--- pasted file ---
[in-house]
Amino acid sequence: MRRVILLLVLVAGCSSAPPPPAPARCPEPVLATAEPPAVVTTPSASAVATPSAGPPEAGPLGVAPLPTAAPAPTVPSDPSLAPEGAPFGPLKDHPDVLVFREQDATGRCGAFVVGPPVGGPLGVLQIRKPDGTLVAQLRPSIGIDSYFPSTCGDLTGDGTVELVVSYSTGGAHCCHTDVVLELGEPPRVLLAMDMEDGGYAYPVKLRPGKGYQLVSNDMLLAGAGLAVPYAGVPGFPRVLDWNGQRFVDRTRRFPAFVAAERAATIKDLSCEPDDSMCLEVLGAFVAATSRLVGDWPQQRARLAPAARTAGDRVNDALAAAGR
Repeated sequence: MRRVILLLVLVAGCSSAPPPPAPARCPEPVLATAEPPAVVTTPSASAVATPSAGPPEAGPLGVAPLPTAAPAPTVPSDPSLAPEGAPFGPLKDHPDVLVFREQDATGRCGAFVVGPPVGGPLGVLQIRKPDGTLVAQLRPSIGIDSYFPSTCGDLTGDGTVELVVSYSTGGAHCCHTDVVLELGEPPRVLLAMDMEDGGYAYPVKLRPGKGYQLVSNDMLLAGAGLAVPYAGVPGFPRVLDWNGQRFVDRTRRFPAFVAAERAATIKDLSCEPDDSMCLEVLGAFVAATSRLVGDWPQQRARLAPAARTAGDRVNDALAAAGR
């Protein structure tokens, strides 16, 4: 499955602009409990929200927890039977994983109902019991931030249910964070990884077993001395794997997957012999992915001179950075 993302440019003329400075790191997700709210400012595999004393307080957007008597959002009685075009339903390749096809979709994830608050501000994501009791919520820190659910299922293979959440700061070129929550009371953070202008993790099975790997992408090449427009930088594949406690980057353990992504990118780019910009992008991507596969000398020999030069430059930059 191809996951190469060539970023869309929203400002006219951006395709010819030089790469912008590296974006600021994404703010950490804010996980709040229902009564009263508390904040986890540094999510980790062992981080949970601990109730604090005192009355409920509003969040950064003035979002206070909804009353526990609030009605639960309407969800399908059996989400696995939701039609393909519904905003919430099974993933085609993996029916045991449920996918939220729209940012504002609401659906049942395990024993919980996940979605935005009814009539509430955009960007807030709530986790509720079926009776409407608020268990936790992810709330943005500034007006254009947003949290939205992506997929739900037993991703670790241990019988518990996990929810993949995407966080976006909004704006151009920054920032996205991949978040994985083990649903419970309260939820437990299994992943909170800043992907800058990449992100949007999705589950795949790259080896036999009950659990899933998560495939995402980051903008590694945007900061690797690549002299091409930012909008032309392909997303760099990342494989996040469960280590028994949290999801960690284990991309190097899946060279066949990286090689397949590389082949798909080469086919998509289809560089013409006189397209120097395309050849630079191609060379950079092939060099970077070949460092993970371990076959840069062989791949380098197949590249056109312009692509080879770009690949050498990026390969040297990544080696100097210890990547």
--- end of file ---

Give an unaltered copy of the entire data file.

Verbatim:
[in-house]
Amino acid sequence: MRRVILLLVLVAGCSSAPPPPAPARCPEPVLATAEPPAVVTTPSASAVATPSAGPPEAGPLGVAPLPTAAPAPTVPSDPSLAPEGAPFGPLKDHPDVLVFREQDATGRCGAFVVGPPVGGPLGVLQIRKPDGTLVAQLRPSIGIDSYFPSTCGDLTGDGTVELVVSYSTGGAHCCHTDVVLELGEPPRVLLAMDMEDGGYAYPVKLRPGKGYQLVSNDMLLAGAGLAVPYAGVPGFPRVLDWNGQRFVDRTRRFPAFVAAERAATIKDLSCEPDDSMCLEVLGAFVAATSRLVGDWPQQRARLAPAARTAGDRVNDALAAAGR
Repeated sequence: MRRVILLLVLVAGCSSAPPPPAPARCPEPVLATAEPPAVVTTPSASAVATPSAGPPEAGPLGVAPLPTAAPAPTVPSDPSLAPEGAPFGPLKDHPDVLVFREQDATGRCGAFVVGPPVGGPLGVLQIRKPDGTLVAQLRPSIGIDSYFPSTCGDLTGDGTVELVVSYSTGGAHCCHTDVVLELGEPPRVLLAMDMEDGGYAYPVKLRPGKGYQLVSNDMLLAGAGLAVPYAGVPGFPRVLDWNGQRFVDRTRRFPAFVAAERAATIKDLSCEPDDSMCLEVLGAFVAATSRLVGDWPQQRARLAPAARTAGDRVNDALAAAGR
């Protein structure tokens, strides 16, 4: 499955602009409990929200927890039977994983109902019991931030249910964070990884077993001395794997997957012999992915001179950075 993302440019003329400075790191997700709210400012595999004393307080957007008597959002009685075009339903390749096809979709994830608050501000994501009791919520820190659910299922293979959440700061070129929550009371953070202008993790099975790997992408090449427009930088594949406690980057353990992504990118780019910009992008991507596969000398020999030069430059930059 191809996951190469060539970023869309929203400002006219951006395709010819030089790469912008590296974006600021994404703010950490804010996980709040229902009564009263508390904040986890540094999510980790062992981080949970601990109730604090005192009355409920509003969040950064003035979002206070909804009353526990609030009605639960309407969800399908059996989400696995939701039609393909519904905003919430099974993933085609993996029916045991449920996918939220729209940012504002609401659906049942395990024993919980996940979605935005009814009539509430955009960007807030709530986790509720079926009776409407608020268990936790992810709330943005500034007006254009947003949290939205992506997929739900037993991703670790241990019988518990996990929810993949995407966080976006909004704006151009920054920032996205991949978040994985083990649903419970309260939820437990299994992943909170800043992907800058990449992100949007999705589950795949790259080896036999009950659990899933998560495939995402980051903008590694945007900061690797690549002299091409930012909008032309392909997303760099990342494989996040469960280590028994949290999801960690284990991309190097899946060279066949990286090689397949590389082949798909080469086919998509289809560089013409006189397209120097395309050849630079191609060379950079092939060099970077070949460092993970371990076959840069062989791949380098197949590249056109312009692509080879770009690949050498990026390969040297990544080696100097210890990547």